Savvy Medicare Planning will enable you to: Speak knowledgeably with clients and prospects about Medicare and health care financial planning.
Deepen your relationships with clients by helping them with this complicated and important part of their retirement plan. Deliver excellent service by providing information, resources, and guidance geared to each client's unique circumstances.
Have a reason to contact them every year during the annual enrollment period. Establish a niche for yourself based on unusual expertise that blends health care guidance with financial planning. Reach out to pre-retirees who need to plan for health care before leaving the job; this allows you to establish a relationship before they are faced with the rollover decision.
Address baby boomers' questions and concerns about how to manage health care expenses in retirement. This program consists of four modules designed to educate you about Medicare and supplemental insurance, prepare you for in-depth client discussions about how to manage health care in retirement, and help you reach out to prospective clients and centers of influence by offering an essential service that is not provided by most financial advisors.
Like all Horsesmouth programs, the client presentations and related materials do not focus on product: How you choose to be compensated for these services is up to you.
Presentations for Clients and Prospects Your Savvy Medicare program equips you with the mastery to deliver workshops, seminars or one-on-one presentations about the complexities of retirement health care.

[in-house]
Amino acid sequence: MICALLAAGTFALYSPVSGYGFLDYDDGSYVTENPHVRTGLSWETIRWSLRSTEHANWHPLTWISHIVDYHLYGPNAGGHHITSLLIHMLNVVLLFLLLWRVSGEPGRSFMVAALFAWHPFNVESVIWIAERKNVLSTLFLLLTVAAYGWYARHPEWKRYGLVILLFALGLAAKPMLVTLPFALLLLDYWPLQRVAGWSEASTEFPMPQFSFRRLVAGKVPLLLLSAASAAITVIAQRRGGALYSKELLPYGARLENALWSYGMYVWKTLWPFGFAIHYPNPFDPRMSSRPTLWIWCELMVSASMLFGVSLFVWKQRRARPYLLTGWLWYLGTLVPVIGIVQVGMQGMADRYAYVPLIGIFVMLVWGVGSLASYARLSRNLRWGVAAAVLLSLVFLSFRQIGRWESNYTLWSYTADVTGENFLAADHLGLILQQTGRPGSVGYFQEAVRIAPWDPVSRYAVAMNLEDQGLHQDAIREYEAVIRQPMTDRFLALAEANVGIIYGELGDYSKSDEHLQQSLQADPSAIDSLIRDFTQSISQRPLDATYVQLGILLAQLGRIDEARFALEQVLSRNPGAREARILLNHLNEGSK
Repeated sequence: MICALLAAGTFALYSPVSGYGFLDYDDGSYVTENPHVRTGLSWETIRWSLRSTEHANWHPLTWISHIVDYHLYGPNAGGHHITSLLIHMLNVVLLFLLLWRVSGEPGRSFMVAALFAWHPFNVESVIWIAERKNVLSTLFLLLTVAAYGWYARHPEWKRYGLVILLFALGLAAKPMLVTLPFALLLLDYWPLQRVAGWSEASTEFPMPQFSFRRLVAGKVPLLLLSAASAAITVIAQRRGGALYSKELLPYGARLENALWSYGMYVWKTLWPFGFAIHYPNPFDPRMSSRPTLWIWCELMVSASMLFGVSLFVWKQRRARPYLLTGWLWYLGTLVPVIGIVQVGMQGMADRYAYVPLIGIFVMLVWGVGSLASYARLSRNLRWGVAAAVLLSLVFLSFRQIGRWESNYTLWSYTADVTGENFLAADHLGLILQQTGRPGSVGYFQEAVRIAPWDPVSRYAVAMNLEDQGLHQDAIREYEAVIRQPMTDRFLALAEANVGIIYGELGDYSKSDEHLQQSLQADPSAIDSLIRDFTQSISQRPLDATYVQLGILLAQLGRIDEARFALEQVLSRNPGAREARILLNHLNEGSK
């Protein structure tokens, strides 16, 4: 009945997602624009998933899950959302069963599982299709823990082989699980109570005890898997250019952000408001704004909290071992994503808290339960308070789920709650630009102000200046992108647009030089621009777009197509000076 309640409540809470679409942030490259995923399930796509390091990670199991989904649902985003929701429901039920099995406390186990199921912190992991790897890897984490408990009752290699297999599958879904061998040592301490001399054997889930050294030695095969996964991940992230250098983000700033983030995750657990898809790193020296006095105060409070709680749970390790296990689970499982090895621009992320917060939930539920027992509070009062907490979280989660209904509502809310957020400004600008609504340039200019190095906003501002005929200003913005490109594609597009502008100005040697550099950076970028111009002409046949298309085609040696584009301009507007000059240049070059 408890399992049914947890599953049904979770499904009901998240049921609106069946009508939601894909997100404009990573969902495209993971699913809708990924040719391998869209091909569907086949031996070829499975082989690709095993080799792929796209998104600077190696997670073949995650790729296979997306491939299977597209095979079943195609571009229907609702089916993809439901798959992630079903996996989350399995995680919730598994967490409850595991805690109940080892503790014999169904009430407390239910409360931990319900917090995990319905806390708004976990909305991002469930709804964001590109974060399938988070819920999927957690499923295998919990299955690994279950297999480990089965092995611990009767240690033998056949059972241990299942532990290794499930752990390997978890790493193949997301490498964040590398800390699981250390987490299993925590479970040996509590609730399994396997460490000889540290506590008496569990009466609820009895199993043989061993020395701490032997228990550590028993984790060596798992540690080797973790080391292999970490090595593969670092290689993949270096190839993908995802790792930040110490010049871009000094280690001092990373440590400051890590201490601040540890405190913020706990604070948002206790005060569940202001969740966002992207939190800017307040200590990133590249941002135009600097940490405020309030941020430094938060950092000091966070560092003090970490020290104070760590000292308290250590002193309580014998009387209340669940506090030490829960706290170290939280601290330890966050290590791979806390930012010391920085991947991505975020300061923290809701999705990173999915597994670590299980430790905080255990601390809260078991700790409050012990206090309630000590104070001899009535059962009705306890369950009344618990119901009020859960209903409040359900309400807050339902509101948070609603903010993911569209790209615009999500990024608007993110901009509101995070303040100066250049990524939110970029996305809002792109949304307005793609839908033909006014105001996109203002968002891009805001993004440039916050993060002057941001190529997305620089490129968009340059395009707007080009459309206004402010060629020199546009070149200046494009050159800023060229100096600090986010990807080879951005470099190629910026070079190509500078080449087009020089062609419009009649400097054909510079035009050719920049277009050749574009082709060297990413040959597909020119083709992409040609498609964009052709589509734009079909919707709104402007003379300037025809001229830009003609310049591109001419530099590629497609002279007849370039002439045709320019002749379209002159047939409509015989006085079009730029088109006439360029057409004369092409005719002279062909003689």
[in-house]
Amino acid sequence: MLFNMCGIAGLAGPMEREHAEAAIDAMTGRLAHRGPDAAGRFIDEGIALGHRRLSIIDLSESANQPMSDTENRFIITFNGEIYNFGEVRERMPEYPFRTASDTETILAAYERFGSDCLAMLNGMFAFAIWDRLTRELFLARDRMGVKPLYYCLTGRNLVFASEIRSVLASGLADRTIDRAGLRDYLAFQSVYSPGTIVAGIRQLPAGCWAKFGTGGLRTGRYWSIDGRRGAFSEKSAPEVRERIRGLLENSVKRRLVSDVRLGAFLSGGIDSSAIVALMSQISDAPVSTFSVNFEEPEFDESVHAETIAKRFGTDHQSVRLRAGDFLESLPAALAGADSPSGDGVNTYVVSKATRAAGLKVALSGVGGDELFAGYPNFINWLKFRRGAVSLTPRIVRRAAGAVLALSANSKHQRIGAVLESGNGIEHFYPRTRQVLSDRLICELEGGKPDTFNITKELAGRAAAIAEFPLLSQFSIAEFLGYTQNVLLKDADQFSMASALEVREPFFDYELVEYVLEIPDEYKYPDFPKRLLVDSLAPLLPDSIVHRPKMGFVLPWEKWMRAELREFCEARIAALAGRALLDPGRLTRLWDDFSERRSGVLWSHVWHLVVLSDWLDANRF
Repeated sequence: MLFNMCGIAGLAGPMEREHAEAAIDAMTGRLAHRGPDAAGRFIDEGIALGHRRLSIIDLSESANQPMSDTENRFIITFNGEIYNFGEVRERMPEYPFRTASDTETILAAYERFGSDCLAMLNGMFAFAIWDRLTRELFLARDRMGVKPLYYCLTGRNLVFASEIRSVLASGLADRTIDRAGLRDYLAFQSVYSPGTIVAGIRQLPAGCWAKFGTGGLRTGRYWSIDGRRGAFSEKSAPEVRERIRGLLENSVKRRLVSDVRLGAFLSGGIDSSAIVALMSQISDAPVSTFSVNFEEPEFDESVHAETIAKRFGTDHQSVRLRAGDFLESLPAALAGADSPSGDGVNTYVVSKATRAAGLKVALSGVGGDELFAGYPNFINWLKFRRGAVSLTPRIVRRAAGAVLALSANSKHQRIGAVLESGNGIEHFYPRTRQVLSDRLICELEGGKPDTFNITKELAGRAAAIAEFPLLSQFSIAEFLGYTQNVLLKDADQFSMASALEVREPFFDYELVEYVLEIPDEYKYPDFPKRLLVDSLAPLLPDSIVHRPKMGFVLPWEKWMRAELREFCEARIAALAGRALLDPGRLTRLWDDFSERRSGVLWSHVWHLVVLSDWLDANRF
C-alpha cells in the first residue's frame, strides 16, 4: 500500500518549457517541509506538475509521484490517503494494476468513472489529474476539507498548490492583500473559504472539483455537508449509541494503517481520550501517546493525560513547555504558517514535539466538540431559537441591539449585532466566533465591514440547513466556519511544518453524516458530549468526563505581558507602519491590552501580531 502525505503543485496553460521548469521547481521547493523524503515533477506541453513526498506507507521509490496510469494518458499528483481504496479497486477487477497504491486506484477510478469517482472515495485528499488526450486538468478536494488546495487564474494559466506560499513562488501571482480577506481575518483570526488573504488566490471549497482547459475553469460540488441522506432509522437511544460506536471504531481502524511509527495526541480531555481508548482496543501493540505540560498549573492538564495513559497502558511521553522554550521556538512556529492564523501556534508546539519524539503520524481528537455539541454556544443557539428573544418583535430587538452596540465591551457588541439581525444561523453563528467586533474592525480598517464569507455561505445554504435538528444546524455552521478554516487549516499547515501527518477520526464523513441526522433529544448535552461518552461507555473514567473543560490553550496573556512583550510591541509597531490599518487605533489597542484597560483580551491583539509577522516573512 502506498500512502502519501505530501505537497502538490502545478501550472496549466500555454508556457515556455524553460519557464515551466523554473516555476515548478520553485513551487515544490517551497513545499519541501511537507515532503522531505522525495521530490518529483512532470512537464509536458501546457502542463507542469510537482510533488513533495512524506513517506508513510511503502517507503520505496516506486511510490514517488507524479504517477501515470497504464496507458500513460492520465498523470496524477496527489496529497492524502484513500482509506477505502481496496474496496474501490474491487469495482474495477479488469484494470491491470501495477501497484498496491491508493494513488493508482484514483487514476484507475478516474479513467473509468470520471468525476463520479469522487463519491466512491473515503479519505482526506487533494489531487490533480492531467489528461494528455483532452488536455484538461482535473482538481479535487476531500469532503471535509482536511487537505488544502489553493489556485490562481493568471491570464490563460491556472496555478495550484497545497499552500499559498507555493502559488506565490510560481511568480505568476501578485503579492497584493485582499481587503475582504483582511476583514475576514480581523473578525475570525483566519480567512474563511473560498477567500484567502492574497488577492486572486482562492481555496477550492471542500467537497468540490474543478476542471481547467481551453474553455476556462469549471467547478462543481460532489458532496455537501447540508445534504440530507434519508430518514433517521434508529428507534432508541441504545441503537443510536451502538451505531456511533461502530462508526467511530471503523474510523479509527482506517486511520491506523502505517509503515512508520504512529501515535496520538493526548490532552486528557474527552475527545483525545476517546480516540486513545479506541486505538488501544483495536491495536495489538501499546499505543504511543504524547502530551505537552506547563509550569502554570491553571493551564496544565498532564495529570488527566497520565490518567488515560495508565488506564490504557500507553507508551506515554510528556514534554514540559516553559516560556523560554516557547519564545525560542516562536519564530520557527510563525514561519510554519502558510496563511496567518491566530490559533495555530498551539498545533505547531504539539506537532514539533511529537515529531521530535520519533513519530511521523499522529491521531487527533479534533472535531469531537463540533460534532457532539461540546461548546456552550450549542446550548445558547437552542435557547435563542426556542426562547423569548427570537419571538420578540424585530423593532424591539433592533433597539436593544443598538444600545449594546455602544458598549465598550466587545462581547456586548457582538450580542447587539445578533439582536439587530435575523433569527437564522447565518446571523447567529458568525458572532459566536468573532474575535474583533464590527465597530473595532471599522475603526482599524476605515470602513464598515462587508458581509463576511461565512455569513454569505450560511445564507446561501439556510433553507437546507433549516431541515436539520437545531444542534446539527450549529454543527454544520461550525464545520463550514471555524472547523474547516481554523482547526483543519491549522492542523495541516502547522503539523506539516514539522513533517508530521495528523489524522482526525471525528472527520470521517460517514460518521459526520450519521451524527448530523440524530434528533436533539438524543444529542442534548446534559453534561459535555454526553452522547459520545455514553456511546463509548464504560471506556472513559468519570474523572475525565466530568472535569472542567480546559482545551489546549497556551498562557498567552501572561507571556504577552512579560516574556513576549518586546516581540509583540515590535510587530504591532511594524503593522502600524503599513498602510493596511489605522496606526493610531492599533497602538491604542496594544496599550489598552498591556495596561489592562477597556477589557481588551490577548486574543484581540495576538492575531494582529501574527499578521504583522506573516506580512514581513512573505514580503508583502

One in seven thought Medicare was free.
A health care crisis is looming in this country, and it is essential for baby boomers to understand what they need to do to prepare for it financially. This educational workshop will cover the following: How Medicare enrollment periods work—and what you need to do to avoid late-enrollment penalties How much you can expect to pay in health care costs after going onto Medicare How Medicare works with private insurance to provide comprehensive coverage Why most people pay too much for private insurance and how you can avoid excess costs Why you must plan for higher health care costs in retirement—including the possibility of needing long-term care 30 Minutes on Medicare Basics 30 Minutes on Medicare Basics—What Baby Boomers Need to Know About Medicare The title tells it all.